Sonic the Hedgehog is a side-scrolling platforming game with a lot of gameplay elements imported from its 16-bit counterpart, where the goal is to reach the end of each Act of a Zone (a level in the game) in ten minutes. At the start, the player begins the game with three lives. For the entirety of the game, the player takes control of Sonic, whose basic maneuvers and attacks include the Spin Jump and Super Sonic Spin Attack.
In each Zone, Rings appear everywhere. Like in most Sonic the Hedgehog games, collecting Rings protects the player from taking damage, though they cannot protect from drowning, bottomless pits or Time Overs. When taking damage, Sonic loses all his Rings (which shown as a single Ring being dropped). Getting hit without Rings costs the player a life and make them restart from either the beginning of the Act or the last Arrow Monitor. Losing all lives ends the game or provides another chance with Continues. Collecting Rings also grants points and getting 100 Rings gives an One-Up. However, it also restarts the Ring counter from zero.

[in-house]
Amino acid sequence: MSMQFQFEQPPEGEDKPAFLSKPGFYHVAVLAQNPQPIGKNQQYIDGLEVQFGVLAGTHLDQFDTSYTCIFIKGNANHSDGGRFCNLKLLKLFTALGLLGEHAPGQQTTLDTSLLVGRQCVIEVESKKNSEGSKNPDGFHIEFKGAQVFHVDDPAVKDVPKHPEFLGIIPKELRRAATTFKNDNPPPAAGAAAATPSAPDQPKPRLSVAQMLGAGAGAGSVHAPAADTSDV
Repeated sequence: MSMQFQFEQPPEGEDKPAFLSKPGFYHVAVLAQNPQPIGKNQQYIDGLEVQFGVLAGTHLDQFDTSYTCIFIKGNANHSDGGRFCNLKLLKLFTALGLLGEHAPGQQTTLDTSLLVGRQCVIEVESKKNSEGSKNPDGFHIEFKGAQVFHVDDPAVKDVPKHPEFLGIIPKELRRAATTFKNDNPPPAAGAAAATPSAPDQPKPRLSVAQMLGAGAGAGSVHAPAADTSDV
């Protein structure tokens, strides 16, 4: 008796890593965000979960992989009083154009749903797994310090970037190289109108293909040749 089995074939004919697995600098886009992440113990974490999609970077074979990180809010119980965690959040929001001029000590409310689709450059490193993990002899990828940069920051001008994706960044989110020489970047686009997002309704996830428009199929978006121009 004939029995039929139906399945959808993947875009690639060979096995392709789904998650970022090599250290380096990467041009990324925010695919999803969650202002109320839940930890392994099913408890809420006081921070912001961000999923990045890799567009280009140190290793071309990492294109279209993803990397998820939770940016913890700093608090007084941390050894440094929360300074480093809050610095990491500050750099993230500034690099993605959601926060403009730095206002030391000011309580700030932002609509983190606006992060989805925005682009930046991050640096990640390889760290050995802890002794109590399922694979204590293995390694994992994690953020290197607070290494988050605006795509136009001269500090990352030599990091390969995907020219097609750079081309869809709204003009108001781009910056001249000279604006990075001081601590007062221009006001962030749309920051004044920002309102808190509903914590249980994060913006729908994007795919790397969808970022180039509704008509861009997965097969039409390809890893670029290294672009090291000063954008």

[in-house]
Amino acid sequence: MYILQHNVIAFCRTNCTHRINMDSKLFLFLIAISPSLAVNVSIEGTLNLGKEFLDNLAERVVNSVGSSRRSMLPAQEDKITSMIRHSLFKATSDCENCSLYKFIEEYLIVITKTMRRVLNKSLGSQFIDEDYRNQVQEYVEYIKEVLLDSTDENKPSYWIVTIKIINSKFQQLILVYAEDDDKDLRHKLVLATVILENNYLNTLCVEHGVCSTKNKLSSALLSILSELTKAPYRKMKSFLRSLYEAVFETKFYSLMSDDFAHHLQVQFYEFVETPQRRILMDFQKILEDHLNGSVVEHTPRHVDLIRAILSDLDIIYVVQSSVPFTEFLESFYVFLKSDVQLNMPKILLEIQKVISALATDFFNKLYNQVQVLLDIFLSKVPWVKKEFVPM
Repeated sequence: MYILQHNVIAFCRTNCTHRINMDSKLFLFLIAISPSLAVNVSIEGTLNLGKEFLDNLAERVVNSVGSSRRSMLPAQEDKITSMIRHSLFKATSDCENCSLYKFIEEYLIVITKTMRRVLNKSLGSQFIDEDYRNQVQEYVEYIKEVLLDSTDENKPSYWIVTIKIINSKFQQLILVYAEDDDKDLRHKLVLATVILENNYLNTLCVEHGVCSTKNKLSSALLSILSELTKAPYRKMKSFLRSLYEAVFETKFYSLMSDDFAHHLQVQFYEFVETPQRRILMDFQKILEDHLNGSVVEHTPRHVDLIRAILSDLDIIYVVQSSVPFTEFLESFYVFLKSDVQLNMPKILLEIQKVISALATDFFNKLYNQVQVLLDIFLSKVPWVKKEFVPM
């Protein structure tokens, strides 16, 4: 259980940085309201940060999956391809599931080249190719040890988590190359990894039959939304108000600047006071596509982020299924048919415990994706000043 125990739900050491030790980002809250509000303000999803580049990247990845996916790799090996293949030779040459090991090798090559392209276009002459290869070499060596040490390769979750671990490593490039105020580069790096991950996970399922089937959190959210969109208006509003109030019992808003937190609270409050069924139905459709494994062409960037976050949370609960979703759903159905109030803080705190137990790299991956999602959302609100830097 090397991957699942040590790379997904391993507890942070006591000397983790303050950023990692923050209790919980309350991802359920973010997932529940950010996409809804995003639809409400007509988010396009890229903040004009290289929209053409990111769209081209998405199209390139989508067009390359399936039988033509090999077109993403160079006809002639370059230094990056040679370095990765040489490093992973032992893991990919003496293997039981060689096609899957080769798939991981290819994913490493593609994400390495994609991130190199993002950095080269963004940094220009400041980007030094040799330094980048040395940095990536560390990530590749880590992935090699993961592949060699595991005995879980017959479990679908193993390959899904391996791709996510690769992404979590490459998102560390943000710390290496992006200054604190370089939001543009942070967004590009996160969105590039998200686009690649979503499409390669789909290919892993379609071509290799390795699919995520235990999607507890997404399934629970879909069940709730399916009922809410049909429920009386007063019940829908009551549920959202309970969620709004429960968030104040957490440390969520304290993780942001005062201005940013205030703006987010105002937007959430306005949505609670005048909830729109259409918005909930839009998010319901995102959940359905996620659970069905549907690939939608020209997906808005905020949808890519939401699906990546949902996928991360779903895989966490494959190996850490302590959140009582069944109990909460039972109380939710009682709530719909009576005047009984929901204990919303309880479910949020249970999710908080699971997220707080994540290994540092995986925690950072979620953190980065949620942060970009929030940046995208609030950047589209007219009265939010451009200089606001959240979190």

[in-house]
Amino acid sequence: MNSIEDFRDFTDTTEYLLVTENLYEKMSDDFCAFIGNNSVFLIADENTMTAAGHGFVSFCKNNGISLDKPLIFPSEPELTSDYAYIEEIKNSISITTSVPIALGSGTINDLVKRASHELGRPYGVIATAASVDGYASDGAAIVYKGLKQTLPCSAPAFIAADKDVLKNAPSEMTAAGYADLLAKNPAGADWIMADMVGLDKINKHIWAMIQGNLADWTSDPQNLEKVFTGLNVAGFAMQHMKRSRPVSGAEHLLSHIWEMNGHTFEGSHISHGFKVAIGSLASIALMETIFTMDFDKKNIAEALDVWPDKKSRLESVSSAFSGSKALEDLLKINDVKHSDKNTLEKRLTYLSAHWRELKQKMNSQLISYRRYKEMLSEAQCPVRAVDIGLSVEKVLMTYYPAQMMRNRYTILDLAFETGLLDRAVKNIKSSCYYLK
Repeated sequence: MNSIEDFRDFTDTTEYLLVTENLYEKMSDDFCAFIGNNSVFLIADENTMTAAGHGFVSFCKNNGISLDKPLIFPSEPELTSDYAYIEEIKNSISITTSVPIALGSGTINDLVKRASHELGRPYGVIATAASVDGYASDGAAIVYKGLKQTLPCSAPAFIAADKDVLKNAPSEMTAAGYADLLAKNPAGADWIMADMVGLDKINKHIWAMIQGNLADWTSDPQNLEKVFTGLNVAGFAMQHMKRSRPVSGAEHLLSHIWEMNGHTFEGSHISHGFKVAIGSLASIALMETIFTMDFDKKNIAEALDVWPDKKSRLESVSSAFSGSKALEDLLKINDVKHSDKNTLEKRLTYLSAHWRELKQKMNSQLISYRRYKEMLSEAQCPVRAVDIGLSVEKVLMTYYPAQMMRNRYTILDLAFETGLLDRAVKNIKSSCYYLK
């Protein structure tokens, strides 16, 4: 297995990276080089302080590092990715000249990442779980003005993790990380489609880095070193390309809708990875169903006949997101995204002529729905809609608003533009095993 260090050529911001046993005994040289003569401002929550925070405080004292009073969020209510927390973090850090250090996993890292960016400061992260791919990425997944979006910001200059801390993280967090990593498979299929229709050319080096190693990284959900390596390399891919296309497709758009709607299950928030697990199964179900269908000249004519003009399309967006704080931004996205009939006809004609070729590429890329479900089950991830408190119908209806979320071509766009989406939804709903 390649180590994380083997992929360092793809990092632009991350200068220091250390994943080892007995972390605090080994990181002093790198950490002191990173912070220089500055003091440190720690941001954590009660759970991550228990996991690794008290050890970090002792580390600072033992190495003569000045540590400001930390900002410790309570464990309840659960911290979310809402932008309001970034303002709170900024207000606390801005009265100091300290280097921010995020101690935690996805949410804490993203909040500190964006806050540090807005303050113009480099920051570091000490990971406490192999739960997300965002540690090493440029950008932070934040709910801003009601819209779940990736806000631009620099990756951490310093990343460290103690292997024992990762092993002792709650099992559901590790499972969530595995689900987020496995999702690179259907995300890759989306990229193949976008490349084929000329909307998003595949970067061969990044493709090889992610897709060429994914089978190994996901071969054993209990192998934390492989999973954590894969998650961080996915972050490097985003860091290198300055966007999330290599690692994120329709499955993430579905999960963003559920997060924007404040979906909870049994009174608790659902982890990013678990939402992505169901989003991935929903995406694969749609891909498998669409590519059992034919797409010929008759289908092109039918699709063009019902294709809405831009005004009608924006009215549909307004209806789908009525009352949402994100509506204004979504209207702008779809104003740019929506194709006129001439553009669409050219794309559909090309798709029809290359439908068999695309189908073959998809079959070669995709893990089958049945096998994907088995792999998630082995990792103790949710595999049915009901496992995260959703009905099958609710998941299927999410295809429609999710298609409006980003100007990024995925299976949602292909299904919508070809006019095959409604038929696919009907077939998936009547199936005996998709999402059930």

The game features Video Monitors with the same power-ups from its 16-bit counterpart, including Super Rings (grant ten extra Rings), One-Ups, Shields (protects from one hit), Power Sneakers (increases speed briefly) and Invincible (grants brief invulnerability), though some power-ups are rarer than others. If the player survives an Act with the Shield, they will keep it for the next Act. There is also a single One-Up Video Monitor for each Act. Collecting them all makes the last 1-Up monitor available in the third Act as a bonus. Also, exclusive to this game are Arrow Monitors which save the player's progress in an Act after being broken, similar to Lampposts in the 16-bit version.